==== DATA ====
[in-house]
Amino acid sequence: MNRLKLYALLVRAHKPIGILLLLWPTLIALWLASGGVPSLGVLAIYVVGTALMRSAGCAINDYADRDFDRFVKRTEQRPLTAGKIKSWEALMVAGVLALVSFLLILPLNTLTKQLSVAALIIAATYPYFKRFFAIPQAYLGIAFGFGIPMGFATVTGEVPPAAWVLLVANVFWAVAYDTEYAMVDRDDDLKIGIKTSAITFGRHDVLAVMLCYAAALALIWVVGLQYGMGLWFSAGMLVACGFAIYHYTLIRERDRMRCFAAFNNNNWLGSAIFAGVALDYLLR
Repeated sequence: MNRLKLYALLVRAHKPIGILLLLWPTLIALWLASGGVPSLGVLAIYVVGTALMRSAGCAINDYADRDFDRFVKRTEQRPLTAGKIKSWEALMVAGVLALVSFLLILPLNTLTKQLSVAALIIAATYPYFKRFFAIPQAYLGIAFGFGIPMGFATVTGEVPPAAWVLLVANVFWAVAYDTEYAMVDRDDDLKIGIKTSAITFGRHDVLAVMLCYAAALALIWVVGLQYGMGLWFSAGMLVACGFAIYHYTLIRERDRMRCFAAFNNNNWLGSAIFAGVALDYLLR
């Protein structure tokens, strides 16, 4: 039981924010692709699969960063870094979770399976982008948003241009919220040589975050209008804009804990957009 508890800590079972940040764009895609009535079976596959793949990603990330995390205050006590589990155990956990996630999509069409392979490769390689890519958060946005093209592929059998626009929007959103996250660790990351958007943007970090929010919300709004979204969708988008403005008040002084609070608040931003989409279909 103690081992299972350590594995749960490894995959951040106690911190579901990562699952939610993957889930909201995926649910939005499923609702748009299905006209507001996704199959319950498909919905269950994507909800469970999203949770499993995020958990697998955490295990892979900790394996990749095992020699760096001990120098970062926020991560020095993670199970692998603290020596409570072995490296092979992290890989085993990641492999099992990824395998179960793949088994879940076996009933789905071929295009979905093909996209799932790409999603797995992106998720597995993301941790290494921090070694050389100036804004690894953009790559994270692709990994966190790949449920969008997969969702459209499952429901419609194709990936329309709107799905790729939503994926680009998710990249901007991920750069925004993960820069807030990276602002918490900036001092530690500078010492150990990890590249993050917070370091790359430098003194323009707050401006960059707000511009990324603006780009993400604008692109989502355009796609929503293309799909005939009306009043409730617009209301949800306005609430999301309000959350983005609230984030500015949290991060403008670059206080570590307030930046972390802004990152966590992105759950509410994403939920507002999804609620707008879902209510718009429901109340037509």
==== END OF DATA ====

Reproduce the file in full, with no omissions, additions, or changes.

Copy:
[in-house]
Amino acid sequence: MNRLKLYALLVRAHKPIGILLLLWPTLIALWLASGGVPSLGVLAIYVVGTALMRSAGCAINDYADRDFDRFVKRTEQRPLTAGKIKSWEALMVAGVLALVSFLLILPLNTLTKQLSVAALIIAATYPYFKRFFAIPQAYLGIAFGFGIPMGFATVTGEVPPAAWVLLVANVFWAVAYDTEYAMVDRDDDLKIGIKTSAITFGRHDVLAVMLCYAAALALIWVVGLQYGMGLWFSAGMLVACGFAIYHYTLIRERDRMRCFAAFNNNNWLGSAIFAGVALDYLLR
Repeated sequence: MNRLKLYALLVRAHKPIGILLLLWPTLIALWLASGGVPSLGVLAIYVVGTALMRSAGCAINDYADRDFDRFVKRTEQRPLTAGKIKSWEALMVAGVLALVSFLLILPLNTLTKQLSVAALIIAATYPYFKRFFAIPQAYLGIAFGFGIPMGFATVTGEVPPAAWVLLVANVFWAVAYDTEYAMVDRDDDLKIGIKTSAITFGRHDVLAVMLCYAAALALIWVVGLQYGMGLWFSAGMLVACGFAIYHYTLIRERDRMRCFAAFNNNNWLGSAIFAGVALDYLLR
């Protein structure tokens, strides 16, 4: 039981924010692709699969960063870094979770399976982008948003241009919220040589975050209008804009804990957009 508890800590079972940040764009895609009535079976596959793949990603990330995390205050006590589990155990956990996630999509069409392979490769390689890519958060946005093209592929059998626009929007959103996250660790990351958007943007970090929010919300709004979204969708988008403005008040002084609070608040931003989409279909 103690081992299972350590594995749960490894995959951040106690911190579901990562699952939610993957889930909201995926649910939005499923609702748009299905006209507001996704199959319950498909919905269950994507909800469970999203949770499993995020958990697998955490295990892979900790394996990749095992020699760096001990120098970062926020991560020095993670199970692998603290020596409570072995490296092979992290890989085993990641492999099992990824395998179960793949088994879940076996009933789905071929295009979905093909996209799932790409999603797995992106998720597995993301941790290494921090070694050389100036804004690894953009790559994270692709990994966190790949449920969008997969969702459209499952429901419609194709990936329309709107799905790729939503994926680009998710990249901007991920750069925004993960820069807030990276602002918490900036001092530690500078010492150990990890590249993050917070370091790359430098003194323009707050401006960059707000511009990324603006780009993400604008692109989502355009796609929503293309799909005939009306009043409730617009209301949800306005609430999301309000959350983005609230984030500015949290991060403008670059206080570590307030930046972390802004990152966590992105759950509410994403939920507002999804609620707008879902209510718009429901109340037509």